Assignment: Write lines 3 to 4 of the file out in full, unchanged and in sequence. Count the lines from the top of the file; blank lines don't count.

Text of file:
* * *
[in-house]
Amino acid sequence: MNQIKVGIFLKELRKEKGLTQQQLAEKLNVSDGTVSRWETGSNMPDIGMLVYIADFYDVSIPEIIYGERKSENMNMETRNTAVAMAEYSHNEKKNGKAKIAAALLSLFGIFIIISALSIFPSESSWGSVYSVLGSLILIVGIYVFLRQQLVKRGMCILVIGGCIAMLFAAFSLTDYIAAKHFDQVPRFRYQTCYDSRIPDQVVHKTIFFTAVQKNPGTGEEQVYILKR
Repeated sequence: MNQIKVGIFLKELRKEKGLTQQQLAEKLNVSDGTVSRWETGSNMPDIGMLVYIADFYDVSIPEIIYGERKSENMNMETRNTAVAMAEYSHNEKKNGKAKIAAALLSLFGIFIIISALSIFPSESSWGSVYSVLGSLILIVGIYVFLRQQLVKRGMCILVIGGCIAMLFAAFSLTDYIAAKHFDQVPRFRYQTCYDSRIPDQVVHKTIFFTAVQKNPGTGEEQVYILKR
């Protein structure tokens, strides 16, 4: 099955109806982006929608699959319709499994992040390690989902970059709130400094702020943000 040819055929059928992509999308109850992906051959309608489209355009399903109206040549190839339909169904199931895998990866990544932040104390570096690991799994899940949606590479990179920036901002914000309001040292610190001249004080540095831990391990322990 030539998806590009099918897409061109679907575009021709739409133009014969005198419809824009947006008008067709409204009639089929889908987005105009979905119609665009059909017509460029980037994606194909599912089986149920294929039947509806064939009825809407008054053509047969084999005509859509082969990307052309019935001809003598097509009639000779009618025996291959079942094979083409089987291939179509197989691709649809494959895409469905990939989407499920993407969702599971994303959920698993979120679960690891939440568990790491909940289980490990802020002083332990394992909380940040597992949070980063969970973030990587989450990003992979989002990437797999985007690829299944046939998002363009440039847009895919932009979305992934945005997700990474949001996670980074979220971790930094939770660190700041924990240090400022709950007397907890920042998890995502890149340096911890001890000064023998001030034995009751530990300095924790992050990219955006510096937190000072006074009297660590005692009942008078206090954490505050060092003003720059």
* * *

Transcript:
Repeated sequence: MNQIKVGIFLKELRKEKGLTQQQLAEKLNVSDGTVSRWETGSNMPDIGMLVYIADFYDVSIPEIIYGERKSENMNMETRNTAVAMAEYSHNEKKNGKAKIAAALLSLFGIFIIISALSIFPSESSWGSVYSVLGSLILIVGIYVFLRQQLVKRGMCILVIGGCIAMLFAAFSLTDYIAAKHFDQVPRFRYQTCYDSRIPDQVVHKTIFFTAVQKNPGTGEEQVYILKR
């Protein structure tokens, strides 16, 4: 099955109806982006929608699959319709499994992040390690989902970059709130400094702020943000 040819055929059928992509999308109850992906051959309608489209355009399903109206040549190839339909169904199931895998990866990544932040104390570096690991799994899940949606590479990179920036901002914000309001040292610190001249004080540095831990391990322990 030539998806590009099918897409061109679907575009021709739409133009014969005198419809824009947006008008067709409204009639089929889908987005105009979905119609665009059909017509460029980037994606194909599912089986149920294929039947509806064939009825809407008054053509047969084999005509859509082969990307052309019935001809003598097509009639000779009618025996291959079942094979083409089987291939179509197989691709649809494959895409469905990939989407499920993407969702599971994303959920698993979120679960690891939440568990790491909940289980490990802020002083332990394992909380940040597992949070980063969970973030990587989450990003992979989002990437797999985007690829299944046939998002363009440039847009895919932009979305992934945005997700990474949001996670980074979220971790930094939770660190700041924990240090400022709950007397907890920042998890995502890149340096911890001890000064023998001030034995009751530990300095924790992050990219955006510096937190000072006074009297660590005692009942008078206090954490505050060092003003720059």